Lack of adequate retirement savings is the number-one issue affecting women’s
outlook on retirement – even more than worries about the future of Social
Security (the number-three issue), which seems to indicate a widespread
realization that personal assets will be the key to a comfortable retirement.
It’s an especially worrisome issue among same-sex couples (56%), single women
(57%), and divorced women (57%).
DEEP DOWN, I HAVE A FEAR
OF BECOMING A BAG LADY
$200K+ HOUSEHOLD INCOME
WOMAN OF INFLUENCE
Percentages of respondents answering “often” or “sometimes.”
Page 9 of 12
STILL BELIEVE THE
Women are being
underserved by the
Despite their growing economic power and influence, women continue to be
poorly served by the financial industry which, as a whole, is still perceived as
being oriented more toward serving men.
Virtually all groups of women who responded feel alienated, especially divorced
women, women in same-sex relationships, and Women of Influence.
Another major problem is that women largely believe financial advice and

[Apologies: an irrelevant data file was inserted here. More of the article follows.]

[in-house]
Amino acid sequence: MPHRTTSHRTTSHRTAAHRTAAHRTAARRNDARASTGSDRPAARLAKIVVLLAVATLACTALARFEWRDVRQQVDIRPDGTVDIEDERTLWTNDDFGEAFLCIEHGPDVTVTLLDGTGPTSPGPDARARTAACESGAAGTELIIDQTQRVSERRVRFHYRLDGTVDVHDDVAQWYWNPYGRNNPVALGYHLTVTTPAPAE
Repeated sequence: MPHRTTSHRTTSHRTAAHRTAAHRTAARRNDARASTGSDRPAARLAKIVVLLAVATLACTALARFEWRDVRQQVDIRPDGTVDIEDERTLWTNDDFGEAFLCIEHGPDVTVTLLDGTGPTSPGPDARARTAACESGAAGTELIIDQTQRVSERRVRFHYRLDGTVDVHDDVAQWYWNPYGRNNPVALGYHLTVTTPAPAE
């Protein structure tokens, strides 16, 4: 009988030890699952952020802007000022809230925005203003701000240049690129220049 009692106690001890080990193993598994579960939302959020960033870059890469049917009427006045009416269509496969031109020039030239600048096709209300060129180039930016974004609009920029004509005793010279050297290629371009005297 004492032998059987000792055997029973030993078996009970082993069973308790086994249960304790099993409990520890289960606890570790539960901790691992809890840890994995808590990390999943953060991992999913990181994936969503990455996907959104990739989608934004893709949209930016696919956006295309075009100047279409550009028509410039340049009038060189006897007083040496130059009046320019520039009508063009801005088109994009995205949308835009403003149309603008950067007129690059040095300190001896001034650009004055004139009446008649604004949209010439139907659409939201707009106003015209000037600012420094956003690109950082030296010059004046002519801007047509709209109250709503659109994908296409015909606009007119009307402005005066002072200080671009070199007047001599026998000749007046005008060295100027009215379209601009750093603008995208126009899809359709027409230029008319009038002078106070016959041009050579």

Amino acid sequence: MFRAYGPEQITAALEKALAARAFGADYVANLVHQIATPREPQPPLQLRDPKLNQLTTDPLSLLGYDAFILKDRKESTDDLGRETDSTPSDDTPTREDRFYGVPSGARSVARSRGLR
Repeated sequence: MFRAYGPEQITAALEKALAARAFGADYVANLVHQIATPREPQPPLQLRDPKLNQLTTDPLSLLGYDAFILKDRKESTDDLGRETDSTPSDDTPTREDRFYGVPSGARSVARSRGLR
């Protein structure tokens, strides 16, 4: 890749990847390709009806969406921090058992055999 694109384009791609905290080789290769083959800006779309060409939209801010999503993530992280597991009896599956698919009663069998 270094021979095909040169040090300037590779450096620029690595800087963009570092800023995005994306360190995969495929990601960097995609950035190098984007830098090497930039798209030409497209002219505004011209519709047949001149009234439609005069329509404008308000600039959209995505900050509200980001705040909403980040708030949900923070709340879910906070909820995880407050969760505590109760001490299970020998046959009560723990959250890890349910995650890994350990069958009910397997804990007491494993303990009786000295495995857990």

materials are geared only toward the wealthy.
Approximately one in five women – and almost a third of divorced women –
say their belief that “financial planning is for people who have more money
than me” is a major barrier to getting more involved.
62% of women still don’t have a financial professional
Even among those who do, over 69% of those women do not view their financial
professional as a go-to source for information on how to spend, save, and invest.
Financial professionals placed a distant second to the Internet as a source for
(Women of Influence are somewhat bigger believers in having a financial
professional, though still less than half see theirs as a go-to source.)